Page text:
We’re still waiting for for concrete data about the performance of Amazon’s digital music store, which is supposed to provide the music industry and music buyers with an alternative to iTunes. Amazon is mum about nearly everything it does, and so far none of the music labels that work with it have been forthcoming, either. But now we do have an estimate, albeit one from a very biased source: eMusic CEO David Pakman, an Amazon rival, says he thinks Amazon has 4% to 5% of the U.S. digital music market.
That doesn’t sound bad for a store that didn’t exist last fall. But put in unit sales, it looks awfully modest: Nielsen Soundscan says Americans bought 532.7 million digital tracks in the first half of the year. If Pakman’s estimates are right, that would mean Amazon (AMZN) has sold up to 27 million tracks so far this year — during the same period where Apple (AAPL) has sold more than 1 billion (worldwide). Amazon sells each track for up to 89 cents, and the labels take about two-thirds of that, which would leave Jeff Bezos with…perhaps $7 million of revenue.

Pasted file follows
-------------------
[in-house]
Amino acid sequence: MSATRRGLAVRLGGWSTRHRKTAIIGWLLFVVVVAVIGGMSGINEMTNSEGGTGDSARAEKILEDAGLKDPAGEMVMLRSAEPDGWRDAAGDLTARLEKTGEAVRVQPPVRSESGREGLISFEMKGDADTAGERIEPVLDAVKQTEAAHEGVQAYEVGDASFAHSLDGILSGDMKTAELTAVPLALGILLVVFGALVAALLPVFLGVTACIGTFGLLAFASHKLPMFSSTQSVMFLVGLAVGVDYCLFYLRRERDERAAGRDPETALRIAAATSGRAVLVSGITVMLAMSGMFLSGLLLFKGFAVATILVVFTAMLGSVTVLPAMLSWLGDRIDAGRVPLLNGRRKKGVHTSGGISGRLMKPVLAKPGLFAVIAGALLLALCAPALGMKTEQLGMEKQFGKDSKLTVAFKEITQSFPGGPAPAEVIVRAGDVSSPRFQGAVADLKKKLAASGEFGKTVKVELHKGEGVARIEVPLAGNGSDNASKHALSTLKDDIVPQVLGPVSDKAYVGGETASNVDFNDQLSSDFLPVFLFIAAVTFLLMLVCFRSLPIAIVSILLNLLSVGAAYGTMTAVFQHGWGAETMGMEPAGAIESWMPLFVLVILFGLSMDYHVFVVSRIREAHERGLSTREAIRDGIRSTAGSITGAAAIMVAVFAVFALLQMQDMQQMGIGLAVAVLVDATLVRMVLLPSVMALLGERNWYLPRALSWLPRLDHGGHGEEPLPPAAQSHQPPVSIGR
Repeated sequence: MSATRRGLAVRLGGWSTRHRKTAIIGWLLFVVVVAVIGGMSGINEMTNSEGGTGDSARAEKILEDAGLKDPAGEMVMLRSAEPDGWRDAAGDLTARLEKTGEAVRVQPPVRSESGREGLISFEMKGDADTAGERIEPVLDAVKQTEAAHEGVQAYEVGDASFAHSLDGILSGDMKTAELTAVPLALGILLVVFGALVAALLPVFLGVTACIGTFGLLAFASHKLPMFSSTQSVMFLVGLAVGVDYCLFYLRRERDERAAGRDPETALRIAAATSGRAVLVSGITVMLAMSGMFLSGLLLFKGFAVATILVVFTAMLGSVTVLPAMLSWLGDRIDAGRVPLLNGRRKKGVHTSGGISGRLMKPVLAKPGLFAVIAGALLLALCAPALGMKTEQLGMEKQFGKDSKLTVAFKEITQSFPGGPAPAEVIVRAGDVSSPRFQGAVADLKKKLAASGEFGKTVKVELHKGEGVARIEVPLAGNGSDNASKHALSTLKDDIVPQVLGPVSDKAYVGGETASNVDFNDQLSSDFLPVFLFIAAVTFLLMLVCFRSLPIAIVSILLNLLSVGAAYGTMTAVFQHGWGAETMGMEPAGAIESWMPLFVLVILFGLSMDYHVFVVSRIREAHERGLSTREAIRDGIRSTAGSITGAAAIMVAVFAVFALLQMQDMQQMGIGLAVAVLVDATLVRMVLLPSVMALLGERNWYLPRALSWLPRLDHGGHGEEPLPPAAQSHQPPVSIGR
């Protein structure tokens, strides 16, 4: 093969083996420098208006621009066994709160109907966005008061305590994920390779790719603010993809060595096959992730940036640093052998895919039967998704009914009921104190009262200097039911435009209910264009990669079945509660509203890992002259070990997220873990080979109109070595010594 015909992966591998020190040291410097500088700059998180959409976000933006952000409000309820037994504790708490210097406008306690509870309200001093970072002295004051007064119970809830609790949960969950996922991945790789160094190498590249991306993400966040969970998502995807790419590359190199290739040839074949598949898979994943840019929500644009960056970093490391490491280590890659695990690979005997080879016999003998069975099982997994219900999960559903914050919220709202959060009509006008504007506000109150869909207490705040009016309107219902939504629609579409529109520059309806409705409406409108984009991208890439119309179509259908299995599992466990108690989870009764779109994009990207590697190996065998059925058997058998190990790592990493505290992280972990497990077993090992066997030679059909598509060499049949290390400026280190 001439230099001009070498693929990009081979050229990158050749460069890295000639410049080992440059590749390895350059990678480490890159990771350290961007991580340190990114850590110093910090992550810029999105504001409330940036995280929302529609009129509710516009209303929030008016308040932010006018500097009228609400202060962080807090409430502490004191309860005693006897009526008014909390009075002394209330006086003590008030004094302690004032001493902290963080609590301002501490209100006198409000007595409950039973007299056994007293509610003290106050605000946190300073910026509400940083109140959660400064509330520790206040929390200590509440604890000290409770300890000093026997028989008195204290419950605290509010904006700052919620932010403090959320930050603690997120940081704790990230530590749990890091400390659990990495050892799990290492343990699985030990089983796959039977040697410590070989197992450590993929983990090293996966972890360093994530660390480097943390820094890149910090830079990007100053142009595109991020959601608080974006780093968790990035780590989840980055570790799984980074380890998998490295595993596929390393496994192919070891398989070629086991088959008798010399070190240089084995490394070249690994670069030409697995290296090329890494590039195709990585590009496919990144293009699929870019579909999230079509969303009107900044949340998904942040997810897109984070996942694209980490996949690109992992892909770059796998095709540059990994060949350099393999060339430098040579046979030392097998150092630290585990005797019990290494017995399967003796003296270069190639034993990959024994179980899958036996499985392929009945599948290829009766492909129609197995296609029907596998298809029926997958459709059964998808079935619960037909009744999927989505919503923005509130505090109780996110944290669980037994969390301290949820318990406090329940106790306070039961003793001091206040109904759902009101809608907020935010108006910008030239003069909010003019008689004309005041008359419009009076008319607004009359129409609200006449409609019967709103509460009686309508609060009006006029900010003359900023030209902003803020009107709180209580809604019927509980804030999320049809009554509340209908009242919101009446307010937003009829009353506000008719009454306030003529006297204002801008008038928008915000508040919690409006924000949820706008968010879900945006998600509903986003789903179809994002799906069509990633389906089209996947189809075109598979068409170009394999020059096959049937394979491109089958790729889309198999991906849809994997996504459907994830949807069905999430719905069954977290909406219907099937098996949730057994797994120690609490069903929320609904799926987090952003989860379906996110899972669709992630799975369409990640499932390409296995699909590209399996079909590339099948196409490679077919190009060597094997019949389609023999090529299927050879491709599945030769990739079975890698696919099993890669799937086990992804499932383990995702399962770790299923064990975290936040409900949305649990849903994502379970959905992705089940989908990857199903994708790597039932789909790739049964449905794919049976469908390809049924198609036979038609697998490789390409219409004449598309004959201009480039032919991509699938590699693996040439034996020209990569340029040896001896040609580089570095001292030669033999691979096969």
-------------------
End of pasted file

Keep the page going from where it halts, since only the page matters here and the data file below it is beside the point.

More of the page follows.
Could these numbers be off? Absolutely. Pakman says he gets his estimate by talking to the music labels, who tell him that his company is selling up to 3x as many tracks as Amazon is; he pegs his market share at 10% to 15%.* As we said, Pakman isn’t a neutral observer here, and has been tangling with Amazon for the right to call his company the second-biggest online music store in the business. And beyond that, his sample is skewed: eMusic works primarily with smallish indie labels, not the Big Four labels that almost certainly power most of Amazon’s sales.
So it’s certainly possible that Amazon is doing much better — though even 2x better wouldn’t mean much, in terms of market share or dollars. But we have the sneaking suspicion that if Amazon was doing better, we’d have heard about it — if not from them, then from the labels, who are eager to promote the idea of a strong rival to iTunes.
For the record, we’ve forwarded our numbers to Amazon for comment, but haven’t heard back. Anyone want to share any other data points with us? Do so in comments below, via an email to pkafka AT alleyinsider.com, or via our anonymous tip box.
*Prompted by some feedback, let’s spell this out: David says eMusic has 10% to 15% market share based on number of tracks downloaded. But eMusic’s subscription model — a basic plan offers 40 songs per month for $11.95 — means that it’s generating just a fraction of the gross revenue that iTunes and Amazon get per song — 29 cents a track, versus 89 cents or 99 cents.
Business Insider Emails & Alerts
Site highlights each day to your inbox.